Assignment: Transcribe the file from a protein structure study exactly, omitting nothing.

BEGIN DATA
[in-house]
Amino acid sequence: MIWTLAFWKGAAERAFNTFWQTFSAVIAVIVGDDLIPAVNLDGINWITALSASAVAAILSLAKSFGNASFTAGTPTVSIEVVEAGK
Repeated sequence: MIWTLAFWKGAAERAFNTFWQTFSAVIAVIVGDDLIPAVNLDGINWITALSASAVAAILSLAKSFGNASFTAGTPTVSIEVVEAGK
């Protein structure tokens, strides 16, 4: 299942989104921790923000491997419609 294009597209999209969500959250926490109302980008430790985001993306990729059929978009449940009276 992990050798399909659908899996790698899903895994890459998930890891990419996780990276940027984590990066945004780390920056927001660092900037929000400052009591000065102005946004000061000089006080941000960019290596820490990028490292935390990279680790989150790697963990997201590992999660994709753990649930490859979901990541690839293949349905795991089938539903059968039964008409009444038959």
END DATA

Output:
[in-house]
Amino acid sequence: MIWTLAFWKGAAERAFNTFWQTFSAVIAVIVGDDLIPAVNLDGINWITALSASAVAAILSLAKSFGNASFTAGTPTVSIEVVEAGK
Repeated sequence: MIWTLAFWKGAAERAFNTFWQTFSAVIAVIVGDDLIPAVNLDGINWITALSASAVAAILSLAKSFGNASFTAGTPTVSIEVVEAGK
């Protein structure tokens, strides 16, 4: 299942989104921790923000491997419609 294009597209999209969500959250926490109302980008430790985001993306990729059929978009449940009276 992990050798399909659908899996790698899903895994890459998930890891990419996780990276940027984590990066945004780390920056927001660092900037929000400052009591000065102005946004000061000089006080941000960019290596820490990028490292935390990279680790989150790697963990997201590992999660994709753990649930490859979901990541690839293949349905795991089938539903059968039964008409009444038959």